Last year, at the height of campaign season, I noted the astonishing amount of money that casino magnate Sheldon Adelson and his wife, Miriam, had pledged to various Republican causes, most notably groups working to elect Mitt Romney (as it turns out, Adelson likely spent close to the $100 million he had promised). I suggested that, since Adelson has a predilection for guiding his political donations toward causes that coincide with his business interests and has affiliates under criminal investigation by both Chinese and U.S. authorities, perhaps Romney et al. should reconsider accepting so much of his money—sums so huge they are, effectively, un-returnable. For my troubles I was basically called an anti-Semite, since, after all, Adelson is a proud Jew, and foremost among his causes is an extremely hawkish brand of support for Israel.
If you like, you can read my attempt to disavow any hatred in my heart for the Jewish people. But the important observation about Adelson is that his pro-Israel advocacy is his least problematic cause, because it doesn’t directly benefit his business and thus isn’t corrupt in the same way, and also it is extremely unlikely to be particularly efficacious. By contrast, in Adelson’s rabid anti-union activities, one sees a businessman, in a service industry, whose American center is a strong labor state, using his outsize wealth to weaken his corporate adversaries. In his allegedly using political connections to scuttle a House bill that would have condemned China’s human rights record before the Beijing Olympics, one sees a businessman who does the majority of his business in Chinese territories kowtowing to that government.
And this week, in Adelson’s reported pledge to spend massive amounts to illegalize online gambling, one sees a businessman in the casino industry attempting to exert influence on the way gambling is regulated. It is classic (attempted) influence-buying. Sure, it is possible that the planned Coalition to Stop Internet Gambling is motivated purely by the best angels of Adelson’s nature. And it is intriguing that Adelson’s anti–online gambling position puts him at odds with his competitors (who, in The Washington Post’s appropriately dry phrase, “question his concern about the social costs of Internet gambling”). But I am going to … bet that Adelson is acting out of self-interest here, as he does everywhere else. (In fact, since he professes concern for online gambling’s potential to tarnish the reputation of his industry, he admits he is acting partly out of self-interest.)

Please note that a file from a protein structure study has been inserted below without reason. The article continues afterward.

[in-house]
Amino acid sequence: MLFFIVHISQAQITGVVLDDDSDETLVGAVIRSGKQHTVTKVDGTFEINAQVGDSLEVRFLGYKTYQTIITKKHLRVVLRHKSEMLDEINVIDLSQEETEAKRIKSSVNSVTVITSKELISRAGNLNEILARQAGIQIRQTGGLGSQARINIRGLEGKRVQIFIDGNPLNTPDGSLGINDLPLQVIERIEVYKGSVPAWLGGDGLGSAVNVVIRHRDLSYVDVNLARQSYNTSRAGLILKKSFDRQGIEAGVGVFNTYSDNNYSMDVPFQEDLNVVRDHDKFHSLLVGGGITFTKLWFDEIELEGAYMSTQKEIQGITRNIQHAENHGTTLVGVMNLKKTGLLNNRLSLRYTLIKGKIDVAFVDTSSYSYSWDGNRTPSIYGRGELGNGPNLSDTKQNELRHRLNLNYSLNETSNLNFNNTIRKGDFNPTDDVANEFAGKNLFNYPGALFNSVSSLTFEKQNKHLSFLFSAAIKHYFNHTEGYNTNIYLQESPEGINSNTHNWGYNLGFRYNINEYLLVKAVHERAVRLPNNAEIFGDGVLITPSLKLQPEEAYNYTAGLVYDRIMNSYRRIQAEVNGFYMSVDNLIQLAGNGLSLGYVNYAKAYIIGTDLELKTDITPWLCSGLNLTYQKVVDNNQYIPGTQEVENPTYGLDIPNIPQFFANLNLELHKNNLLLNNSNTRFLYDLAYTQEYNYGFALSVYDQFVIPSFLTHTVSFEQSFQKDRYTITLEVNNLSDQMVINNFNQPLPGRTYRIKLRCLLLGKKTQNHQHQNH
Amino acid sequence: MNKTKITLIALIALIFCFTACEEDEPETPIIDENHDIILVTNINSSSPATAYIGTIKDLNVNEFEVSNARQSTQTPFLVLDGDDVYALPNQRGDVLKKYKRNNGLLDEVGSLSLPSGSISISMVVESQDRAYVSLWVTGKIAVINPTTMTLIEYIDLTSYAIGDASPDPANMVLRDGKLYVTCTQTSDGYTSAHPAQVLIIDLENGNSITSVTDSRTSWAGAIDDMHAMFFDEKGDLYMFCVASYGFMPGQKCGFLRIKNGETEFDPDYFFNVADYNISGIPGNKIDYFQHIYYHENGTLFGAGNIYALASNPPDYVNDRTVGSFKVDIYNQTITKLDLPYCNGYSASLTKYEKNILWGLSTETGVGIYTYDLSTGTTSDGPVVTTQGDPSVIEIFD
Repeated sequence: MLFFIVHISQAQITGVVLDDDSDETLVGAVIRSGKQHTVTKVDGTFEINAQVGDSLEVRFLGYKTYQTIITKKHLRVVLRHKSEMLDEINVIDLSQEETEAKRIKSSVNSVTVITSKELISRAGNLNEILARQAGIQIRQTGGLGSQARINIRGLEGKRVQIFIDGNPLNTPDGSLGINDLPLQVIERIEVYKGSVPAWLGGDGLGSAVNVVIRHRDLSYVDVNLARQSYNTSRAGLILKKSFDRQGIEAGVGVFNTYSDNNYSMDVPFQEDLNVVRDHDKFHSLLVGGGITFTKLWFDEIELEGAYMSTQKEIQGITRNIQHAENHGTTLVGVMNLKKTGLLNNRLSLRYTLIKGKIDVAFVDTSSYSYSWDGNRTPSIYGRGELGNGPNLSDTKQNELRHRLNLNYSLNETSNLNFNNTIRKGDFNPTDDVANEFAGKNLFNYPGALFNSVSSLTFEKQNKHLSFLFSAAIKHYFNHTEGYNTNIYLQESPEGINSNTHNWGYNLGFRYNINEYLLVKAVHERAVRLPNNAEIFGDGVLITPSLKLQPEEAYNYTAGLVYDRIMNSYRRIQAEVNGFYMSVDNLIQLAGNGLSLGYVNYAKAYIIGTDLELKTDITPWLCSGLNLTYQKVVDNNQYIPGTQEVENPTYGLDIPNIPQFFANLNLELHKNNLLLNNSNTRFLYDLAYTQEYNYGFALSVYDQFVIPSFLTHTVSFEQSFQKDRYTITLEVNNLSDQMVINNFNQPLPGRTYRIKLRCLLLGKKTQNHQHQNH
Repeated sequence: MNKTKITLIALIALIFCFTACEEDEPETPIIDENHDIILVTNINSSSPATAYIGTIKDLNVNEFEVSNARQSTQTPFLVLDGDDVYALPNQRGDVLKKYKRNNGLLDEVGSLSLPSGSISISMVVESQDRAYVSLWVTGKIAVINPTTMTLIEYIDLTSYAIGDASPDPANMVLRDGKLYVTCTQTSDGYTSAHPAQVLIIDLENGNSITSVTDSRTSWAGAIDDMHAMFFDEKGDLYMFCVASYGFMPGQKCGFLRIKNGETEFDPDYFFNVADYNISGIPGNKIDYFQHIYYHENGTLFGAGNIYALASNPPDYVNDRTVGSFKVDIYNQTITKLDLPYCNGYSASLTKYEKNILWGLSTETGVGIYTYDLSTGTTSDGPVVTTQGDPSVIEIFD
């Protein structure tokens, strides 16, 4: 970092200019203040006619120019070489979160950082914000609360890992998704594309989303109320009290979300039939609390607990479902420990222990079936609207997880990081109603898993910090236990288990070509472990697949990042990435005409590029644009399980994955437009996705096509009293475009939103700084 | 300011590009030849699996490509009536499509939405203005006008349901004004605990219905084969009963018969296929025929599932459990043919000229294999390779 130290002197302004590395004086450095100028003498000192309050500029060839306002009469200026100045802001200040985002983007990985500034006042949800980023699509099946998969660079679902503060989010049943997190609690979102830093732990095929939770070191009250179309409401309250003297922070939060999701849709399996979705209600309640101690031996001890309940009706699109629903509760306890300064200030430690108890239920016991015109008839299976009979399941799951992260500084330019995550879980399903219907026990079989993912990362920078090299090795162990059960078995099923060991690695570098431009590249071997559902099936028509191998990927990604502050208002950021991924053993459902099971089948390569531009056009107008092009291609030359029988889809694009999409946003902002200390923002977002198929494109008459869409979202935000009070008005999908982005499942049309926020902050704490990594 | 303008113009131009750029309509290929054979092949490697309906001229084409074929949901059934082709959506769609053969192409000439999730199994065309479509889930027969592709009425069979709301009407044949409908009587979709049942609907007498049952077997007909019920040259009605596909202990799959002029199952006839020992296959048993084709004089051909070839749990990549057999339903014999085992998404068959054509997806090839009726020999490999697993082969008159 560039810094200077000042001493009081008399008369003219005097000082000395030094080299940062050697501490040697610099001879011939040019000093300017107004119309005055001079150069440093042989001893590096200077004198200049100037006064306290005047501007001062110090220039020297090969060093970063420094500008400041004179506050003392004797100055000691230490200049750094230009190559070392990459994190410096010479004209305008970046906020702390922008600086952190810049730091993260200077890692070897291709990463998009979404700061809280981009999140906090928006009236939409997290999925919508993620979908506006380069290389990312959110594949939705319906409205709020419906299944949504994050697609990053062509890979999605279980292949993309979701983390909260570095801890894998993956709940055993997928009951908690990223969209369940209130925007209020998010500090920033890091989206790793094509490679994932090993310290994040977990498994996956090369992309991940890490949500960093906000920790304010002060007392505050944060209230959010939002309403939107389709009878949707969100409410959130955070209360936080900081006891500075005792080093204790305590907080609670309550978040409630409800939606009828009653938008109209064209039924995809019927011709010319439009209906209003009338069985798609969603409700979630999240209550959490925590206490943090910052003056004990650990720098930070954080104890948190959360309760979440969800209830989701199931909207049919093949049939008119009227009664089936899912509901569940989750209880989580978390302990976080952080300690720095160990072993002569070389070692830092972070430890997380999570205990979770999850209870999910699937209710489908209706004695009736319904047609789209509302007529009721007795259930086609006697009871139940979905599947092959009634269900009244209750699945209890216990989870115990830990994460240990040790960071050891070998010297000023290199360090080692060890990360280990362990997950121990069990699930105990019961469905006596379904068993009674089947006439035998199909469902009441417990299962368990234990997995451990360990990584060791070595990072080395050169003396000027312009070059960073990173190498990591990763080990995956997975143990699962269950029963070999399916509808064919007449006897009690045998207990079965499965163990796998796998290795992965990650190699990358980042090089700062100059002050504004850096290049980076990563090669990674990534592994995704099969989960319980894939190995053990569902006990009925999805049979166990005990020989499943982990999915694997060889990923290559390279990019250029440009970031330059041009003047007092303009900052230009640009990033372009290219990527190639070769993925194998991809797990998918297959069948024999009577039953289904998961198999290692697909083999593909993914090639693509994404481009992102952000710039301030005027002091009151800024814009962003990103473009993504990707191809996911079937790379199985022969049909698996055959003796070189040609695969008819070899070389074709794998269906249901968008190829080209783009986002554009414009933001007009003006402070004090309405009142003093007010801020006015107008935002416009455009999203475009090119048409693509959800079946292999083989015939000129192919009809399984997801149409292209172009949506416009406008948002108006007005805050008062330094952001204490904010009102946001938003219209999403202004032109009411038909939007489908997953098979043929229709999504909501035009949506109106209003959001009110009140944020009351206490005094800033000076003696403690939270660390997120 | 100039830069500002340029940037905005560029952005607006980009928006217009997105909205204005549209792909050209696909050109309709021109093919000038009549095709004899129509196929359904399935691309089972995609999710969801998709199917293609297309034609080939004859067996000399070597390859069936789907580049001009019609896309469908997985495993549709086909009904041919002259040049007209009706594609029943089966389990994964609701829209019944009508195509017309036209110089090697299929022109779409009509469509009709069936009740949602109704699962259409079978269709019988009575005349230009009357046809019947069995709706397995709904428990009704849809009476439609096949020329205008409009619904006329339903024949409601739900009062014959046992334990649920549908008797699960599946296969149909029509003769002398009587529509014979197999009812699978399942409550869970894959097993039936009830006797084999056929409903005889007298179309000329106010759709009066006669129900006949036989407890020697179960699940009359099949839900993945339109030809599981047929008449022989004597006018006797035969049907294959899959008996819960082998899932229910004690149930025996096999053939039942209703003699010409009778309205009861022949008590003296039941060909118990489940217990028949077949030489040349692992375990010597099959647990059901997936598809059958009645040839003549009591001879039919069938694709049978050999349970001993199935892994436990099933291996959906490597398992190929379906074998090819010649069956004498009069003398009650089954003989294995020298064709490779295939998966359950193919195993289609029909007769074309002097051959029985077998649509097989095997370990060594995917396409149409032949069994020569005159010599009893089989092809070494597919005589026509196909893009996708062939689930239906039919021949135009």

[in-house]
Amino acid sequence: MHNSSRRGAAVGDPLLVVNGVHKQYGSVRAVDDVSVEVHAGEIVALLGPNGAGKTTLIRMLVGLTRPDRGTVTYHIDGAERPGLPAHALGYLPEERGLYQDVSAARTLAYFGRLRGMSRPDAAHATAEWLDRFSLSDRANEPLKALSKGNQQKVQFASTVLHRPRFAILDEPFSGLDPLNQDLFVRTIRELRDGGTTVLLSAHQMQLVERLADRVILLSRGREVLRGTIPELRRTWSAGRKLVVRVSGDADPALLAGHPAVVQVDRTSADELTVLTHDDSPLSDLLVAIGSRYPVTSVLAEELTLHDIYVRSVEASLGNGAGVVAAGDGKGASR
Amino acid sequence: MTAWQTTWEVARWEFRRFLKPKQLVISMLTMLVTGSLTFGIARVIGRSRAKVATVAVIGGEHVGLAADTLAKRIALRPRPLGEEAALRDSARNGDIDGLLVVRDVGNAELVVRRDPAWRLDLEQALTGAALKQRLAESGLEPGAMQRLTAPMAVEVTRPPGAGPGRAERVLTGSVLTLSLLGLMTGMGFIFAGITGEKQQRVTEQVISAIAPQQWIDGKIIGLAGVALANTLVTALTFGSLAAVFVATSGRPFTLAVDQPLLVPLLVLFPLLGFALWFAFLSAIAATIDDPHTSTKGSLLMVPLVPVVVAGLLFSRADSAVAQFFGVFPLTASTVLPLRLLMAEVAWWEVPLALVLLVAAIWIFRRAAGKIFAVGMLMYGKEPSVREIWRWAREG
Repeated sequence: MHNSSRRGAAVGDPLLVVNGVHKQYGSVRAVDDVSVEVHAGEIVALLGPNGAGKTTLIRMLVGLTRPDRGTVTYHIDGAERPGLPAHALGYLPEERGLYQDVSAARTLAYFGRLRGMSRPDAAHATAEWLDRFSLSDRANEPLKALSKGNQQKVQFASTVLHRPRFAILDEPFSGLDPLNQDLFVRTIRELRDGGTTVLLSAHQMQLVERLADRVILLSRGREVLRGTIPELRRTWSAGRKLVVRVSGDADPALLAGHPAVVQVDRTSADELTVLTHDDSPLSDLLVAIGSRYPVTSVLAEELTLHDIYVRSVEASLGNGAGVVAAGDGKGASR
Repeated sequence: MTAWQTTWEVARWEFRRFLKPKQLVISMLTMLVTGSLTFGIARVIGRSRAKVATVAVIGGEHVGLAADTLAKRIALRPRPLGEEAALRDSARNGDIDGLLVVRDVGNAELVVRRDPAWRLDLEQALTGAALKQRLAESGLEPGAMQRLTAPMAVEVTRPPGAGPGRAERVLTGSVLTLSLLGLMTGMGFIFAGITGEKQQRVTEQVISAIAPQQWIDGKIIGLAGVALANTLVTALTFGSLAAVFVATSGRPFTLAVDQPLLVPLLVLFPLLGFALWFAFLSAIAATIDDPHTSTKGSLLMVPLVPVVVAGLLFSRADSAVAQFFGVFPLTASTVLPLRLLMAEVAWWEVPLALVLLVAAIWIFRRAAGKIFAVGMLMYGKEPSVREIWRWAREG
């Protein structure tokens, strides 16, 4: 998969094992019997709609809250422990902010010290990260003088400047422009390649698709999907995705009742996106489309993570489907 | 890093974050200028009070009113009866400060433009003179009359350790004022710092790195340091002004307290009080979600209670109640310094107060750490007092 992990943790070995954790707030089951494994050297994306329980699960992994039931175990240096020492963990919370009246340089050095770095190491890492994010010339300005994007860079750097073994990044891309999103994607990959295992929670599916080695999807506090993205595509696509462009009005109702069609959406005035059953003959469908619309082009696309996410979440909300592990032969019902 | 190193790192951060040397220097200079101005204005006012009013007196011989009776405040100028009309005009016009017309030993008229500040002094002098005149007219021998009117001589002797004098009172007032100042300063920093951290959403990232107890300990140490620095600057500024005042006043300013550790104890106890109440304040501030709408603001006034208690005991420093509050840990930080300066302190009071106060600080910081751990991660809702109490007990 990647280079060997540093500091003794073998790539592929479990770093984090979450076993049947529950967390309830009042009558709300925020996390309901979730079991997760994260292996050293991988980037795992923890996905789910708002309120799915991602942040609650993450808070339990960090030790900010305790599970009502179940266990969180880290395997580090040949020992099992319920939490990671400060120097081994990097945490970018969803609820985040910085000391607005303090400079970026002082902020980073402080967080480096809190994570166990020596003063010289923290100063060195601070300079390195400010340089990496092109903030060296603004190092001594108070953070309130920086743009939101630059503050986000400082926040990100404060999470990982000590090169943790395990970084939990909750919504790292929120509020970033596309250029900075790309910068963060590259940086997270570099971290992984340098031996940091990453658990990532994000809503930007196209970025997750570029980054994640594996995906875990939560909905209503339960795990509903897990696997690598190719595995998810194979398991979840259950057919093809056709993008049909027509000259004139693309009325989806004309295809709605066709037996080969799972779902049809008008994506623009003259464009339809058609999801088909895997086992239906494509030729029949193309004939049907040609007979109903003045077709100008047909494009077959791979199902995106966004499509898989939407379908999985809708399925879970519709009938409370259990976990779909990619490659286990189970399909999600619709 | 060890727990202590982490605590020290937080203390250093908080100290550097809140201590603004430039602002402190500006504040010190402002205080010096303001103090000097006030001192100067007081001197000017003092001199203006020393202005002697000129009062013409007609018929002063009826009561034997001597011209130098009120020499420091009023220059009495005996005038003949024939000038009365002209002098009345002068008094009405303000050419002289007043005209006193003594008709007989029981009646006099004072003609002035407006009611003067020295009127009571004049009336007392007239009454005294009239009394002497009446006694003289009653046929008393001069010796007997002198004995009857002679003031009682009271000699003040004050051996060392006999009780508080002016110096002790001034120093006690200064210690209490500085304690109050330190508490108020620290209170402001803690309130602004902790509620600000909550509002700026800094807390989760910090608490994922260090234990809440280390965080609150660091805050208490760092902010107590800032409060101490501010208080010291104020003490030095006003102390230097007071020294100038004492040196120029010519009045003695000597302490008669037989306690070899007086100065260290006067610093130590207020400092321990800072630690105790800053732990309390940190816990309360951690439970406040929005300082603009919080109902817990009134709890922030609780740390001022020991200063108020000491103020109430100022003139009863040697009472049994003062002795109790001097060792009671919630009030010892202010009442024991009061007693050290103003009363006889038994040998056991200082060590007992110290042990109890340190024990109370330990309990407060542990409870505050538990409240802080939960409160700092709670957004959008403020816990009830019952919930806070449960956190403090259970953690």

Adelson’s efforts stand a good chance of working. “The new push against Internet gambling is Adelson’s biggest foray into a legislative debate directly related to his business, and it sets up a test of the influence that a mega-donor can exert when lawmakers know he is willing to spend enormous sums to influence elections,” the Post reports. He has already enlisted bipartisan validators, retained the services of two top D.C. lobbying firms, and also engaged lobbyists in several state capitals.
As the Iranian nuclear negotiations show, the United States’ policies regarding Israel are a massive collection of moving, semi-interlocked parts involving hundreds and hundreds of politicians, aides, executive branch and military officials, outside advisers, scientists, foreign countries. Adelson’s spending there could never hope to make more than a dent. By contrast, it is openly admitted that in tidier realms directly related to how he makes his money, he is perceived as able to buy influence. It’s the definition of corruption. Anyone on any side of the aisle who claims to care about democracy should have something to say about it.